Partner apps in a network and especially on the edges can be extremely beneficial. The edges allow for low latency solutions that are almost impossible for public clouds to compete with. However at the moment such solutions are not available or are very telecom specific. What is needed is one way of simply creating an app and putting it on any telco’s network without having to update anything. The basic building blocks for this are available already. What needs to be added is a spot market place, hence telecom operators can sell compute and storage on the edges to whomever pays most. Lots of over the top players will be interested to run their apps on base stations, DSLAMs, CMTS, in central offices, etc. Imagine if over the top players could pay to know in real-time where most people are in a city and in aggregate form what they are doing. Uber would redirect cars towards hotspots of people that are not at home on Saturday night. Amazon would pay to know which neighbourhoods are streaming lots of Netflix. Google would pay to know more about Facebook usage patterns. Facebook would pay to know which mobile app is picking up very fast and buy them before you and I heard of it.
This is the first time that a revolutionary device for which we are organising a joint crowd-funding campaign with Lime Microsystems is made public. The #SoDeRa is the cheapest software defined radio you can buy. The #SoDeRa will have an app store and will be able to provide any type of (bi-directional) radio communication going from LTE, Lora, WiFi, GPS, Bluetooth, radar, radio-controlled toys/robots/drone, digital radio, digital TV to even MRI scanners, satellite and air traffic communications by just installing an app. The #SoDeRa is the Arduino of the Telecom and Radio Engineer.
So if software defined radio can be open sourced and any radio technology can be downloaded from Github, then this will allow for mobile base stations to be setup in completely new ways. These are some examples of the future shape of mobile base stations:
Including #SoDeRa in any type of smart device will greatly reduce the cost of deploying a mobile base station network because by open sourcing the hardware design it will become commodity. By including software defined radio in lots of devices, often with a completely different purpose, will allow these devices to become a smart cell via installing an extra app. In the future, support for software defined radio will likely be embedded directly in Intel and ARM chips. The foundational steps are already happening. This will likely reshape the telecom industry. Not only from a cost perspective but also from a perspective of who runs the network. Telecom operators that don’t deliver value will see their monopoly positions being put in danger. As soon as spectrum can be licensed on a per hour basis, just like any other resource in the cloud, any type of ad-hoc network can be setup. The question is not if but when. Open sourcing and crowdfunding will make that “when” be sooner than later. Smart operators that align with the innovators will win because they will get the app revenue, enormous cost reductions, sell surplus spectrum by the hour and lots of innovation. Other operators that don’t move or try to stop it will be disrupted. What do you want to be?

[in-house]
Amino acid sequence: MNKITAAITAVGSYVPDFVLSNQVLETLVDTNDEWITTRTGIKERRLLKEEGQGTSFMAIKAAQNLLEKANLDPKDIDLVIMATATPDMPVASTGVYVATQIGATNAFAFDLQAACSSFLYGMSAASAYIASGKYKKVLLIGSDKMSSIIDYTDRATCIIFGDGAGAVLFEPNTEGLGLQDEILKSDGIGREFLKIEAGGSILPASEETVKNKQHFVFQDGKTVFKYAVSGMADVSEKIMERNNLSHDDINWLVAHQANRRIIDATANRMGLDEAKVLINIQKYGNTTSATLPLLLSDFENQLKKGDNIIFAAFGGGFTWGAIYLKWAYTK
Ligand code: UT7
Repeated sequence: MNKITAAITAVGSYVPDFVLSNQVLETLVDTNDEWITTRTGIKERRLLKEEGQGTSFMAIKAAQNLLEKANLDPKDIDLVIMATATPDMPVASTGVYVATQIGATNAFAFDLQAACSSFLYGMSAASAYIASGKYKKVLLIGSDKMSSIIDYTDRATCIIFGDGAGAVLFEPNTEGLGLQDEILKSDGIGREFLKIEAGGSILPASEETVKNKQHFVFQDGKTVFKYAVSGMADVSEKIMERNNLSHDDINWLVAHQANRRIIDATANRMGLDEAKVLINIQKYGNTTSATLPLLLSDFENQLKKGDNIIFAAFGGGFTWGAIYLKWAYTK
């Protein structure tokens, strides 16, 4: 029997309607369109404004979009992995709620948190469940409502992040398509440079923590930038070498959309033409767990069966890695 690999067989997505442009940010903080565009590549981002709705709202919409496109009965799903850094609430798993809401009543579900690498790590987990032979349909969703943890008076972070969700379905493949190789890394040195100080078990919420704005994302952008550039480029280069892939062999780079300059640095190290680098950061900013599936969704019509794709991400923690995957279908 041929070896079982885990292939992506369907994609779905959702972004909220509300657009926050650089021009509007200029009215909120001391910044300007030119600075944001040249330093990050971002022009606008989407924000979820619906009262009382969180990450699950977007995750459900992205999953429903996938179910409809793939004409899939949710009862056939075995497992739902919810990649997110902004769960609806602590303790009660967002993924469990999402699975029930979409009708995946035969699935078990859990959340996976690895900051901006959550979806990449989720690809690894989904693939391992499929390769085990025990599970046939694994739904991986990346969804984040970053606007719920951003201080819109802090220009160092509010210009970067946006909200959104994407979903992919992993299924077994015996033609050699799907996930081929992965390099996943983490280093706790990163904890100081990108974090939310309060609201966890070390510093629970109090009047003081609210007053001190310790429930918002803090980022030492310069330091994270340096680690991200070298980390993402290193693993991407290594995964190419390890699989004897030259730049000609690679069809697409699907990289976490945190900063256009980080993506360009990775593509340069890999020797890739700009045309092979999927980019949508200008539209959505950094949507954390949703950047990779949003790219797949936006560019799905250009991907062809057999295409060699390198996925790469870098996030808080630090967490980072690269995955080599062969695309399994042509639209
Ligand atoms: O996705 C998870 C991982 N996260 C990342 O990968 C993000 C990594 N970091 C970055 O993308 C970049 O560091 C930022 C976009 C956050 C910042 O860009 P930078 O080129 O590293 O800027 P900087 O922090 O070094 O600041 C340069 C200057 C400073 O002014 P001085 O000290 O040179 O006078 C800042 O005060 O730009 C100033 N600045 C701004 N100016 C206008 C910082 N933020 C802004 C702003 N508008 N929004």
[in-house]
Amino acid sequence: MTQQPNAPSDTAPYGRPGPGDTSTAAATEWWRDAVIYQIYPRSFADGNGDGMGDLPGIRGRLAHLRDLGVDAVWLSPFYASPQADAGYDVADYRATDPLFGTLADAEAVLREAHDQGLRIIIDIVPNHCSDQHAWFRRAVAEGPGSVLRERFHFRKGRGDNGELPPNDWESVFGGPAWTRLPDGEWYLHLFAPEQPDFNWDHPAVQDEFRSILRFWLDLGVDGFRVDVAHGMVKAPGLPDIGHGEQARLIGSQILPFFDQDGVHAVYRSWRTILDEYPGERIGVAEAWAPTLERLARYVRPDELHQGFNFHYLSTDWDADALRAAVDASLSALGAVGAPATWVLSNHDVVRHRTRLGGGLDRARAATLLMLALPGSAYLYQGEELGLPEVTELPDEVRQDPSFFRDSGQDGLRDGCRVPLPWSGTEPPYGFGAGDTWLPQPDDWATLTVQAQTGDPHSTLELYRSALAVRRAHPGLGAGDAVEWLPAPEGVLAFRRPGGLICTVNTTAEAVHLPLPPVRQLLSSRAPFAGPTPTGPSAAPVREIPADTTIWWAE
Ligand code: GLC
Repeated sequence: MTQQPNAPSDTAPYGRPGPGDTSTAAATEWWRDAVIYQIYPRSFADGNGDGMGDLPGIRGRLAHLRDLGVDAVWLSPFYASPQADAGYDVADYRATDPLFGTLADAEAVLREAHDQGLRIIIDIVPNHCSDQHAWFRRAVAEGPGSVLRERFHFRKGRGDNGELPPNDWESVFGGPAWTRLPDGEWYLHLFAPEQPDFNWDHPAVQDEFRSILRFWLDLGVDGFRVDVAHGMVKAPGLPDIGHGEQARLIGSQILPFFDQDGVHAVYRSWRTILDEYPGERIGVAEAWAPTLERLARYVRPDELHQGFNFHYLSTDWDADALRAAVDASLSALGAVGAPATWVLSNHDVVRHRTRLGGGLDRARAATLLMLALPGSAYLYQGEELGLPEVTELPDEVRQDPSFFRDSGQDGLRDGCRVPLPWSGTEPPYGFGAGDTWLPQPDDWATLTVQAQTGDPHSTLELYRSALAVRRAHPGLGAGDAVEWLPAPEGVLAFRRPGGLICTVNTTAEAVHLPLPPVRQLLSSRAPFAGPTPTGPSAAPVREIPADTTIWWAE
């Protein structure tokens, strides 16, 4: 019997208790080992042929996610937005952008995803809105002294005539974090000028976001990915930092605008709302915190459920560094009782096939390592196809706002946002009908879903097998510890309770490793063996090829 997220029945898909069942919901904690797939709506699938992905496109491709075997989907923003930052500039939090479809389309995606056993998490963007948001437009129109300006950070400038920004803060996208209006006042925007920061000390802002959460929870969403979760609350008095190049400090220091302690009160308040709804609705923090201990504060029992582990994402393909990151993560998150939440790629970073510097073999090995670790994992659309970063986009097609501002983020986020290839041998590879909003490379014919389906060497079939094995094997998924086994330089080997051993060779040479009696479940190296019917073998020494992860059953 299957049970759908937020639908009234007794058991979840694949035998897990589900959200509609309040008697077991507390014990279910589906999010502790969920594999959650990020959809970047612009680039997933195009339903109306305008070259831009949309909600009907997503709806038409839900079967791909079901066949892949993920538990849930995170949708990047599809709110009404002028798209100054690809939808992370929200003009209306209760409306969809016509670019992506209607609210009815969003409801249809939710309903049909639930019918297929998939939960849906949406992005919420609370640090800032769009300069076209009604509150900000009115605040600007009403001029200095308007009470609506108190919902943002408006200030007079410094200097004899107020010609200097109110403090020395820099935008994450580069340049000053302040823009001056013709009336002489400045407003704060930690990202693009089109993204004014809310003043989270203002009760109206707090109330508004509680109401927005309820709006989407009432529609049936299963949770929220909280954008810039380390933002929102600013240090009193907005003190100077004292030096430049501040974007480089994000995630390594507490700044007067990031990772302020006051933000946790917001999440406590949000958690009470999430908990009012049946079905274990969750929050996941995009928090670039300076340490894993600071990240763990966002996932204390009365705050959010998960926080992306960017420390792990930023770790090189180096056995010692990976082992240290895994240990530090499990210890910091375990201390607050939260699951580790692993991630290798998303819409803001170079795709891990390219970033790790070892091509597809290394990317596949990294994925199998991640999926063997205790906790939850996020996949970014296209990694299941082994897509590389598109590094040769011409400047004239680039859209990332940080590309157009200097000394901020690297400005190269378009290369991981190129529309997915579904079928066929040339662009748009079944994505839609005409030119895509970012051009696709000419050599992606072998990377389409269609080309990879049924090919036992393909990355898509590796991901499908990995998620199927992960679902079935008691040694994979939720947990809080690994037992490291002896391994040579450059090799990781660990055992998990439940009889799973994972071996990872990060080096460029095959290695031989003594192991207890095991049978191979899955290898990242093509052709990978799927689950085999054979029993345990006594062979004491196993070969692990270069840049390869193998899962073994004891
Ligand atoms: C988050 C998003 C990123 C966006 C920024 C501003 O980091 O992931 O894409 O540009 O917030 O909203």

Mobile app developers are bored of Apple and Google. Making a profitable app has become harder than winning the lottery. They need new spaces to go and conquer. Telecom operators can provide these but only if they launch app stores in their networks in the next 12-24 months and win adoption. Afterwards somebody will find a way around them. Apps and App Stores on modems, base stations, DSLAMs, CMTS, central offices, core networks, etc. are technically possible with the latest open source solutions. These app stores can bring in billions of new revenue. The good thing about open source is that anybody is able to try it. The bad thing about open source is that anybody is able to build competing networks now:
So what is it going to be: Walking Dead or Smart Telco. You can put apps everywhere. Technology is not an issue. Open source beats any test license you can get from your regular suppliers. You have nothing to loose by trying.
If you are a telecom executive, it is now or never. Unless you want to end up like Nokia Phones, Blackberry, Kodak, etc. If you work for a telecom corporate investment fund then there are many new startups you should know about. If you are into microcells the #SoReDa campaign is something you definitely need to get behind. Struggling with launching new telco solutions? Want to see app stores everywhere? If you work for a telecom vendor that needs some upgrade? Now is the time to act…